Learner-Centered Teaching: Strategies & Methods

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  • 0:49 Selecting Units of Study
  • 1:28 Capitalizing on…
  • 2:11 Letting Students Help…
  • 2:45 Keeping Quiet
  • 3:29 The Importance of Flexibility
  • 4:05 Lesson Summary
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Lesson Transcript
Instructor: Clio Stearns

Clio has taught education courses at the college level and has a Ph.D. in curriculum and instruction.

In contemporary educational circles, we hear a lot about learner-centered learning and teaching. This lesson will introduce you to this concept in depth and give you some ideas about strategies and methods that promote learner-centered teaching.

What Is Learner-Centered Teaching?

Donald is frustrated. He has been teaching fourth grade for three years now, and even though he has had some great successes, he somehow feels unsatisfied. Though he has strong relationships with his students, he does not feel that he is doing a good enough job following their interests and meeting their individual needs. This year, Donald is determined to do more learner-centered teaching. Learner-centered teaching is teaching that:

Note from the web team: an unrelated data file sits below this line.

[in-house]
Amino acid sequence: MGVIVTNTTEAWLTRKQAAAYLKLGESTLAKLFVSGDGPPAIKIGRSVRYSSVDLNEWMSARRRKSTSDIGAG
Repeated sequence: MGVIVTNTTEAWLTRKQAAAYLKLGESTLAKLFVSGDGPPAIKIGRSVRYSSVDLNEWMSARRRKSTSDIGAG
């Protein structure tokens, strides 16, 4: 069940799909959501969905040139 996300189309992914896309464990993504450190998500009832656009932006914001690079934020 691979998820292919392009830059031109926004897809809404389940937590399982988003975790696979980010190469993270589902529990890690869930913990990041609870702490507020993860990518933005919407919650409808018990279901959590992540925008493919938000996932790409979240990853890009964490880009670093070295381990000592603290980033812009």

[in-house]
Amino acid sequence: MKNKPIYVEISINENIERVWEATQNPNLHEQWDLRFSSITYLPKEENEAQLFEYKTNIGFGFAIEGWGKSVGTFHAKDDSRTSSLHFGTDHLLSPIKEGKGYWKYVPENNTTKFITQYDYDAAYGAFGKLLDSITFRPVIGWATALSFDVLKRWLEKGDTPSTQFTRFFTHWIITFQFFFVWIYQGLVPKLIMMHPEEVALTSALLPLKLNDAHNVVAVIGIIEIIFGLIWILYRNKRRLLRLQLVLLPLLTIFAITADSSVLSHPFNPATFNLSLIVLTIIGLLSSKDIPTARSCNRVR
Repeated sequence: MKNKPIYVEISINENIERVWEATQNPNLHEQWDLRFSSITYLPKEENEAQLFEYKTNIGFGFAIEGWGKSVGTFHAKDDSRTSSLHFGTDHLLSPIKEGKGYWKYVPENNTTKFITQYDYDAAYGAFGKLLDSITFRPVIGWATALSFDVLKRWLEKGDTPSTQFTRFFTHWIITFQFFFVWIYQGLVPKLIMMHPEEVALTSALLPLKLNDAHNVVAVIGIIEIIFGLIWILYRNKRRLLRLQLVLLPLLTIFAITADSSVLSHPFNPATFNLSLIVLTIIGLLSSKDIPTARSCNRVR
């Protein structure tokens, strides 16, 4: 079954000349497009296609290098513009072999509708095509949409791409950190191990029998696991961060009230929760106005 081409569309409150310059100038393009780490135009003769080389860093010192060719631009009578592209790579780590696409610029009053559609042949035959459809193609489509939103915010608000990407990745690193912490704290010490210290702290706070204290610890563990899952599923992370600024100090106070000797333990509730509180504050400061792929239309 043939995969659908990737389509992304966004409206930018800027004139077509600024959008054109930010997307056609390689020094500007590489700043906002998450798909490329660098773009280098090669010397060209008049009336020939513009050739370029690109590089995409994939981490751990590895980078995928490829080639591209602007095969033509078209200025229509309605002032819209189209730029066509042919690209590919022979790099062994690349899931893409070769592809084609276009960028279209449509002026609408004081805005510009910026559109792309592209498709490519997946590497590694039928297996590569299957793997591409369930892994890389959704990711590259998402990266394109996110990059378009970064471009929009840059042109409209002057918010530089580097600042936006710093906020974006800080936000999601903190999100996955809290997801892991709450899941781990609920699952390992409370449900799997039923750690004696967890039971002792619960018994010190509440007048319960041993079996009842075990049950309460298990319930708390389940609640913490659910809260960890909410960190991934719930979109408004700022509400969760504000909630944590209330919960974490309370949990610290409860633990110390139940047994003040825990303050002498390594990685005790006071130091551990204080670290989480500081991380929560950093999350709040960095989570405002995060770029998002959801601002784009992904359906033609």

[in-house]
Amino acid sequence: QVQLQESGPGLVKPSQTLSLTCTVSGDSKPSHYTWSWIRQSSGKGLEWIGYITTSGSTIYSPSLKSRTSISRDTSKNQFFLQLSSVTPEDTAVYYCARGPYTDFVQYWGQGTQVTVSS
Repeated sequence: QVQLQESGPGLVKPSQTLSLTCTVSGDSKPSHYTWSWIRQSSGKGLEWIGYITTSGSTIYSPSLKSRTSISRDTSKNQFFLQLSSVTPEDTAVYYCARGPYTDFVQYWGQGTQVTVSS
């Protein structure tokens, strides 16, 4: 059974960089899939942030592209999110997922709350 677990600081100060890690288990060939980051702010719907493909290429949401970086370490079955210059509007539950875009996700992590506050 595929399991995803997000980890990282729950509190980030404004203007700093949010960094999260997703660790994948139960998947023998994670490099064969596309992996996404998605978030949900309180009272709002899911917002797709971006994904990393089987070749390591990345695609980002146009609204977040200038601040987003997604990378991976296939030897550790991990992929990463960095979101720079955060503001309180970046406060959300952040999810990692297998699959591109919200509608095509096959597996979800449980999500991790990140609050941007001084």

• Takes students interests into account
  • Follows students' passions and capitalizes on their strengths
  • Helps students form a strong learning community
  • Gets away from the idea of the teacher as the primary expert of the class, and
  • Works toward meeting individual students' needs as they grow.

Selecting Units of Study

Donald realizes that one of the most important aspects of learner-centered teaching has to do with selecting units of study, or concepts or themes that focus his curriculum, that answer to students' interests or passions. Rather than plan the whole year's curriculum in advance, he will spend the first six weeks of school getting to know his students, their interests, and their curiosities. He will do this by watching their free play and project time, talking to them individually and in small groups, and focusing on the themes when they write. Donald will then gather resources in order to develop units of study that center around themes his students find interesting and provocative.

Capitalizing on Students' Strengths

Donald also knows that he must make the most of his students' strengths. This means that students who excel at art can devote time during the school day to making art for their classroom or diagrams that help promote learning in their units of study. Strong readers can become even stronger by mentoring weaker readers in the class or by building the classroom library. Students whose strengths lie in athletics and movement can lead the classes in daily exercises or plan research that teaches about the importance of physical activities. Donald knows that understanding and making the most of students' strengths both gives them a sense of control and helps them have agency and confidence in their own learning.

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